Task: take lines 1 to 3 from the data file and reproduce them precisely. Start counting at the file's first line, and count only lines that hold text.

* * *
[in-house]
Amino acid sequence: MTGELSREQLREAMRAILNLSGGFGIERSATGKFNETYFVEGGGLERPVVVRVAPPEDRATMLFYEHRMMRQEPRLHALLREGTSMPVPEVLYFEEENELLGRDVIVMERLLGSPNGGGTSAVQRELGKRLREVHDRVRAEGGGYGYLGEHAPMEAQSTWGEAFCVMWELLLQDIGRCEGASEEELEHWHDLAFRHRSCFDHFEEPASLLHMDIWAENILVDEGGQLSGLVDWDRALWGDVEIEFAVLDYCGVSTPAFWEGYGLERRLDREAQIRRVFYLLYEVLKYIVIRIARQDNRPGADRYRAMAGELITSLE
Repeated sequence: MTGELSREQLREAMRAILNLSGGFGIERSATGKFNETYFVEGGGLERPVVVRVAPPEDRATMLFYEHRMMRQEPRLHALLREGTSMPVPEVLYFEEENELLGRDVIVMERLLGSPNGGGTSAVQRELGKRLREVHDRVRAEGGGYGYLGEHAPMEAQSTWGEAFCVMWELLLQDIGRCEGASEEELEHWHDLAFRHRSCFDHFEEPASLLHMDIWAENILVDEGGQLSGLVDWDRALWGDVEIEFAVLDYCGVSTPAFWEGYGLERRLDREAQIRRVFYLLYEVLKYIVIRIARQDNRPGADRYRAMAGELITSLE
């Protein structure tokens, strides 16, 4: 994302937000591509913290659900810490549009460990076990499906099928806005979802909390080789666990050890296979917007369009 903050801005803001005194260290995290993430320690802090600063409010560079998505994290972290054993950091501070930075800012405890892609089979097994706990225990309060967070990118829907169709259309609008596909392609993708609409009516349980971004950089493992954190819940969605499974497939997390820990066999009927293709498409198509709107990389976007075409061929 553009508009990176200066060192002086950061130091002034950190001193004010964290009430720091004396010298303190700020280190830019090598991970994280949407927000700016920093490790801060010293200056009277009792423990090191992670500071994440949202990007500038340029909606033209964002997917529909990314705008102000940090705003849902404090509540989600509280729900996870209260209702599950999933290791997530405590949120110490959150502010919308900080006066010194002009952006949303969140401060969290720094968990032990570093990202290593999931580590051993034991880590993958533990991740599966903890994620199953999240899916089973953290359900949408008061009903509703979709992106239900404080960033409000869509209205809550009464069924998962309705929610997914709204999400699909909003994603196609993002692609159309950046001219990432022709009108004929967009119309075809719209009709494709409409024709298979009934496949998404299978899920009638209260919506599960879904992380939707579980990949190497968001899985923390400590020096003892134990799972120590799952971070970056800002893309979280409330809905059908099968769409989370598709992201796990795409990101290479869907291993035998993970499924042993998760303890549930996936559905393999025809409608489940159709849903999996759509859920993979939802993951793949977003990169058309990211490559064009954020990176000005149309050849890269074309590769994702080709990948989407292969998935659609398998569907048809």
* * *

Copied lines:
[in-house]
Amino acid sequence: MTGELSREQLREAMRAILNLSGGFGIERSATGKFNETYFVEGGGLERPVVVRVAPPEDRATMLFYEHRMMRQEPRLHALLREGTSMPVPEVLYFEEENELLGRDVIVMERLLGSPNGGGTSAVQRELGKRLREVHDRVRAEGGGYGYLGEHAPMEAQSTWGEAFCVMWELLLQDIGRCEGASEEELEHWHDLAFRHRSCFDHFEEPASLLHMDIWAENILVDEGGQLSGLVDWDRALWGDVEIEFAVLDYCGVSTPAFWEGYGLERRLDREAQIRRVFYLLYEVLKYIVIRIARQDNRPGADRYRAMAGELITSLE
Repeated sequence: MTGELSREQLREAMRAILNLSGGFGIERSATGKFNETYFVEGGGLERPVVVRVAPPEDRATMLFYEHRMMRQEPRLHALLREGTSMPVPEVLYFEEENELLGRDVIVMERLLGSPNGGGTSAVQRELGKRLREVHDRVRAEGGGYGYLGEHAPMEAQSTWGEAFCVMWELLLQDIGRCEGASEEELEHWHDLAFRHRSCFDHFEEPASLLHMDIWAENILVDEGGQLSGLVDWDRALWGDVEIEFAVLDYCGVSTPAFWEGYGLERRLDREAQIRRVFYLLYEVLKYIVIRIARQDNRPGADRYRAMAGELITSLE